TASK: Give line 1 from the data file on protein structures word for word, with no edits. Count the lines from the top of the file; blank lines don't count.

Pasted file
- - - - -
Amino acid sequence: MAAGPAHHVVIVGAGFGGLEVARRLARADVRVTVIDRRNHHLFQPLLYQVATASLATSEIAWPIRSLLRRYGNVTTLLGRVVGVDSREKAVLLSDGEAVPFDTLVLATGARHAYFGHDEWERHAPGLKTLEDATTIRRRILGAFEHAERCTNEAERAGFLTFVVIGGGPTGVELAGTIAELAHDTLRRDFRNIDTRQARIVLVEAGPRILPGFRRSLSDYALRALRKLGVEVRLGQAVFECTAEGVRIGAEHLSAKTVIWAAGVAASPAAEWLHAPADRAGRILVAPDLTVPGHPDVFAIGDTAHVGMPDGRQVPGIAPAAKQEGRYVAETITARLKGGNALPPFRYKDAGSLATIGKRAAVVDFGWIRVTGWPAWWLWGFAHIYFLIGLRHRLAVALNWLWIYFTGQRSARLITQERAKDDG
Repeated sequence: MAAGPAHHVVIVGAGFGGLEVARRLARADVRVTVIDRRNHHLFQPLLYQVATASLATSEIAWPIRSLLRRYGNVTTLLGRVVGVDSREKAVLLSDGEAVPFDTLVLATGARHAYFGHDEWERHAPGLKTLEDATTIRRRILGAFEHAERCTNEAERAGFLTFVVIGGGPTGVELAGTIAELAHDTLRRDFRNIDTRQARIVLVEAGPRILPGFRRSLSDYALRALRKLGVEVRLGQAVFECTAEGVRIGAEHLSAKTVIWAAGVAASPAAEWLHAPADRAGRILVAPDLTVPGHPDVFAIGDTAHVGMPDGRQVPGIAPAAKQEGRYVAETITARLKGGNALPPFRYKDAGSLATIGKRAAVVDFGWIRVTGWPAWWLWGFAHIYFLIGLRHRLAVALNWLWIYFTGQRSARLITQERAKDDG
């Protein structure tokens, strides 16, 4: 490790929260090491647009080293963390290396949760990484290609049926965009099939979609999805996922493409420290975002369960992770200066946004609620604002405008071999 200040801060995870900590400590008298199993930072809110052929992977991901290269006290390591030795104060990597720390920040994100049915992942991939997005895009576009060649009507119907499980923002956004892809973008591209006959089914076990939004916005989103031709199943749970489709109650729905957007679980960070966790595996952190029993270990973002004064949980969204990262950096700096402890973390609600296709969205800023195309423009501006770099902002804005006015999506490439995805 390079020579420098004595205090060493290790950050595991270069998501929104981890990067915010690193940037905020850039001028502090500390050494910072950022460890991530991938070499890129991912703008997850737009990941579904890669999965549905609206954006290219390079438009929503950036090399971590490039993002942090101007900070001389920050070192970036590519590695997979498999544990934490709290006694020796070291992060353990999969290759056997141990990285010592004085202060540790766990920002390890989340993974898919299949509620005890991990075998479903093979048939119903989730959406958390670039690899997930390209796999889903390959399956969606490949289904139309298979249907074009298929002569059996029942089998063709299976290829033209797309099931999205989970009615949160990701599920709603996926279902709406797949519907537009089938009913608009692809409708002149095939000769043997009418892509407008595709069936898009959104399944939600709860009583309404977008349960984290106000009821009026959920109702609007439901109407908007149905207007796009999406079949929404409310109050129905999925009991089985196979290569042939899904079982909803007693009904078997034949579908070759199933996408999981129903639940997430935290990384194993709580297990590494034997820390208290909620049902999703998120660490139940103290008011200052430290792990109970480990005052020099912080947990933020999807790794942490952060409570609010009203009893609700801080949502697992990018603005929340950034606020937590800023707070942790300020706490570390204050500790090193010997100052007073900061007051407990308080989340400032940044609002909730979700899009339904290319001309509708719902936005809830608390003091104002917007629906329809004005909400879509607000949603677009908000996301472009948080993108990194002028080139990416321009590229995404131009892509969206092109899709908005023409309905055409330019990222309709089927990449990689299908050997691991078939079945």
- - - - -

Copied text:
Amino acid sequence: MAAGPAHHVVIVGAGFGGLEVARRLARADVRVTVIDRRNHHLFQPLLYQVATASLATSEIAWPIRSLLRRYGNVTTLLGRVVGVDSREKAVLLSDGEAVPFDTLVLATGARHAYFGHDEWERHAPGLKTLEDATTIRRRILGAFEHAERCTNEAERAGFLTFVVIGGGPTGVELAGTIAELAHDTLRRDFRNIDTRQARIVLVEAGPRILPGFRRSLSDYALRALRKLGVEVRLGQAVFECTAEGVRIGAEHLSAKTVIWAAGVAASPAAEWLHAPADRAGRILVAPDLTVPGHPDVFAIGDTAHVGMPDGRQVPGIAPAAKQEGRYVAETITARLKGGNALPPFRYKDAGSLATIGKRAAVVDFGWIRVTGWPAWWLWGFAHIYFLIGLRHRLAVALNWLWIYFTGQRSARLITQERAKDDG